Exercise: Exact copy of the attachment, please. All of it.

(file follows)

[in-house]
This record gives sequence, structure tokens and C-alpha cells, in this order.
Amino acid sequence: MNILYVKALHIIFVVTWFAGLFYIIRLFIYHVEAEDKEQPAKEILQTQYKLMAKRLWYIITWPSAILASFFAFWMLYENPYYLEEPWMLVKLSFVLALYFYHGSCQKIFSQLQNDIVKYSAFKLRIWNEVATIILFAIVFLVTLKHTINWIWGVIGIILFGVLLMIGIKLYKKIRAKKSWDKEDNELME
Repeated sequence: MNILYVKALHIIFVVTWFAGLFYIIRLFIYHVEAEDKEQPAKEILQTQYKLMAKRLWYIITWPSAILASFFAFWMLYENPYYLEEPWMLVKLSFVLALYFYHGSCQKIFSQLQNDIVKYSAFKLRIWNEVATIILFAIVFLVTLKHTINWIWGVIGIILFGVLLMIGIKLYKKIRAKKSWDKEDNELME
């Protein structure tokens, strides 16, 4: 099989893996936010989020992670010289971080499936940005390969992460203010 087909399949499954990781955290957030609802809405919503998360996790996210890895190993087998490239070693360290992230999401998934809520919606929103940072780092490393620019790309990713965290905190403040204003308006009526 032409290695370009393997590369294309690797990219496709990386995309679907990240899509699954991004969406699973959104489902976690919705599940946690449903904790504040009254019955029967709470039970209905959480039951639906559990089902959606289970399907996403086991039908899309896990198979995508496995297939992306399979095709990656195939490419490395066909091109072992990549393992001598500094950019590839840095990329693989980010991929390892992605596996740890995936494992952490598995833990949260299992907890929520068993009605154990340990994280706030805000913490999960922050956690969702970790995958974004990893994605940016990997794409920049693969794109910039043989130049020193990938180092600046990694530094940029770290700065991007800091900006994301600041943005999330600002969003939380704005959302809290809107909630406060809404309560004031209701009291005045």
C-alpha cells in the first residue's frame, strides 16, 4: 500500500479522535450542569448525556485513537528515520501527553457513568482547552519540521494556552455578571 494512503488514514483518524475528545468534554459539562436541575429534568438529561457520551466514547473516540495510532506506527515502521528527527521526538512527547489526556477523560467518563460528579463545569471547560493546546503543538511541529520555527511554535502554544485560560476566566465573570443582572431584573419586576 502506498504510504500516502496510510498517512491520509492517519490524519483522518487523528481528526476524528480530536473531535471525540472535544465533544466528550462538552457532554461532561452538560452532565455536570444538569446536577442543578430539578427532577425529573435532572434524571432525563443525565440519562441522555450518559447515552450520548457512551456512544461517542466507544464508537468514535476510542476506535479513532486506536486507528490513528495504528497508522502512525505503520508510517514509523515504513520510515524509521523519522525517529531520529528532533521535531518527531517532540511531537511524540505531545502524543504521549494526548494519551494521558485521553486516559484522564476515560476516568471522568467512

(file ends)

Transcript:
[in-house]
This record gives sequence, structure tokens and C-alpha cells, in this order.
Amino acid sequence: MNILYVKALHIIFVVTWFAGLFYIIRLFIYHVEAEDKEQPAKEILQTQYKLMAKRLWYIITWPSAILASFFAFWMLYENPYYLEEPWMLVKLSFVLALYFYHGSCQKIFSQLQNDIVKYSAFKLRIWNEVATIILFAIVFLVTLKHTINWIWGVIGIILFGVLLMIGIKLYKKIRAKKSWDKEDNELME
Repeated sequence: MNILYVKALHIIFVVTWFAGLFYIIRLFIYHVEAEDKEQPAKEILQTQYKLMAKRLWYIITWPSAILASFFAFWMLYENPYYLEEPWMLVKLSFVLALYFYHGSCQKIFSQLQNDIVKYSAFKLRIWNEVATIILFAIVFLVTLKHTINWIWGVIGIILFGVLLMIGIKLYKKIRAKKSWDKEDNELME
């Protein structure tokens, strides 16, 4: 099989893996936010989020992670010289971080499936940005390969992460203010 087909399949499954990781955290957030609802809405919503998360996790996210890895190993087998490239070693360290992230999401998934809520919606929103940072780092490393620019790309990713965290905190403040204003308006009526 032409290695370009393997590369294309690797990219496709990386995309679907990240899509699954991004969406699973959104489902976690919705599940946690449903904790504040009254019955029967709470039970209905959480039951639906559990089902959606289970399907996403086991039908899309896990198979995508496995297939992306399979095709990656195939490419490395066909091109072992990549393992001598500094950019590839840095990329693989980010991929390892992605596996740890995936494992952490598995833990949260299992907890929520068993009605154990340990994280706030805000913490999960922050956690969702970790995958974004990893994605940016990997794409920049693969794109910039043989130049020193990938180092600046990694530094940029770290700065991007800091900006994301600041943005999330600002969003939380704005959302809290809107909630406060809404309560004031209701009291005045």
C-alpha cells in the first residue's frame, strides 16, 4: 500500500479522535450542569448525556485513537528515520501527553457513568482547552519540521494556552455578571 494512503488514514483518524475528545468534554459539562436541575429534568438529561457520551466514547473516540495510532506506527515502521528527527521526538512527547489526556477523560467518563460528579463545569471547560493546546503543538511541529520555527511554535502554544485560560476566566465573570443582572431584573419586576 502506498504510504500516502496510510498517512491520509492517519490524519483522518487523528481528526476524528480530536473531535471525540472535544465533544466528550462538552457532554461532561452538560452532565455536570444538569446536577442543578430539578427532577425529573435532572434524571432525563443525565440519562441522555450518559447515552450520548457512551456512544461517542466507544464508537468514535476510542476506535479513532486506536486507528490513528495504528497508522502512525505503520508510517514509523515504513520510515524509521523519522525517529531520529528532533521535531518527531517532540511531537511524540505531545502524543504521549494526548494519551494521558485521553486516559484522564476515560476516568471522568467512